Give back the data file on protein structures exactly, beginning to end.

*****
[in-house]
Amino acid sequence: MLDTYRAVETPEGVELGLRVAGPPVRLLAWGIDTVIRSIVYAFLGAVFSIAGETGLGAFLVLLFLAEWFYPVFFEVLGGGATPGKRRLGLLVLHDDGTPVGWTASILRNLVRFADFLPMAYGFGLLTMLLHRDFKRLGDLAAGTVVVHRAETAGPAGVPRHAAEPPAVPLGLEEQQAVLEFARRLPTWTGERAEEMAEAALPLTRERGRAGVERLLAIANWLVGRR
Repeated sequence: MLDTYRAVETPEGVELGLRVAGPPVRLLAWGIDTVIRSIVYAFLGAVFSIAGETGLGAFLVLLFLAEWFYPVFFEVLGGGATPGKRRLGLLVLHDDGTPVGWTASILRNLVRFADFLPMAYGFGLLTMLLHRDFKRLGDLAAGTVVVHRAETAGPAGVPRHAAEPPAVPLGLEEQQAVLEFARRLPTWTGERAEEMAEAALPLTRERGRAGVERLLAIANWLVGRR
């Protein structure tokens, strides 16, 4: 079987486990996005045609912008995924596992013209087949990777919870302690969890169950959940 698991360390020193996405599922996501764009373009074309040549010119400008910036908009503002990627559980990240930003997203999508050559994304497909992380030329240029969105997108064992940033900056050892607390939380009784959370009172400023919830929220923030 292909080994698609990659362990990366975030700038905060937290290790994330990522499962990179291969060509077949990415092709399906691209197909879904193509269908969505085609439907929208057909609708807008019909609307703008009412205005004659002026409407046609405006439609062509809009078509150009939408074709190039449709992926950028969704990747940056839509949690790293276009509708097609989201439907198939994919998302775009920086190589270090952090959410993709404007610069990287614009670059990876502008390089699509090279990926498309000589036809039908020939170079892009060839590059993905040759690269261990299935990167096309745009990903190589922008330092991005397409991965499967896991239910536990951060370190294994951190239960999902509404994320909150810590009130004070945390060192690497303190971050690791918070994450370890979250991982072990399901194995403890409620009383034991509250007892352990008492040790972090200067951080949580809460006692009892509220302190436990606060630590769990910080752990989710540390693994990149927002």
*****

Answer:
[in-house]
Amino acid sequence: MLDTYRAVETPEGVELGLRVAGPPVRLLAWGIDTVIRSIVYAFLGAVFSIAGETGLGAFLVLLFLAEWFYPVFFEVLGGGATPGKRRLGLLVLHDDGTPVGWTASILRNLVRFADFLPMAYGFGLLTMLLHRDFKRLGDLAAGTVVVHRAETAGPAGVPRHAAEPPAVPLGLEEQQAVLEFARRLPTWTGERAEEMAEAALPLTRERGRAGVERLLAIANWLVGRR
Repeated sequence: MLDTYRAVETPEGVELGLRVAGPPVRLLAWGIDTVIRSIVYAFLGAVFSIAGETGLGAFLVLLFLAEWFYPVFFEVLGGGATPGKRRLGLLVLHDDGTPVGWTASILRNLVRFADFLPMAYGFGLLTMLLHRDFKRLGDLAAGTVVVHRAETAGPAGVPRHAAEPPAVPLGLEEQQAVLEFARRLPTWTGERAEEMAEAALPLTRERGRAGVERLLAIANWLVGRR
């Protein structure tokens, strides 16, 4: 079987486990996005045609912008995924596992013209087949990777919870302690969890169950959940 698991360390020193996405599922996501764009373009074309040549010119400008910036908009503002990627559980990240930003997203999508050559994304497909992380030329240029969105997108064992940033900056050892607390939380009784959370009172400023919830929220923030 292909080994698609990659362990990366975030700038905060937290290790994330990522499962990179291969060509077949990415092709399906691209197909879904193509269908969505085609439907929208057909609708807008019909609307703008009412205005004659002026409407046609405006439609062509809009078509150009939408074709190039449709992926950028969704990747940056839509949690790293276009509708097609989201439907198939994919998302775009920086190589270090952090959410993709404007610069990287614009670059990876502008390089699509090279990926498309000589036809039908020939170079892009060839590059993905040759690269261990299935990167096309745009990903190589922008330092991005397409991965499967896991239910536990951060370190294994951190239960999902509404994320909150810590009130004070945390060192690497303190971050690791918070994450370890979250991982072990399901194995403890409620009383034991509250007892352990008492040790972090200067951080949580809460006692009892509220302190436990606060630590769990910080752990989710540390693994990149927002």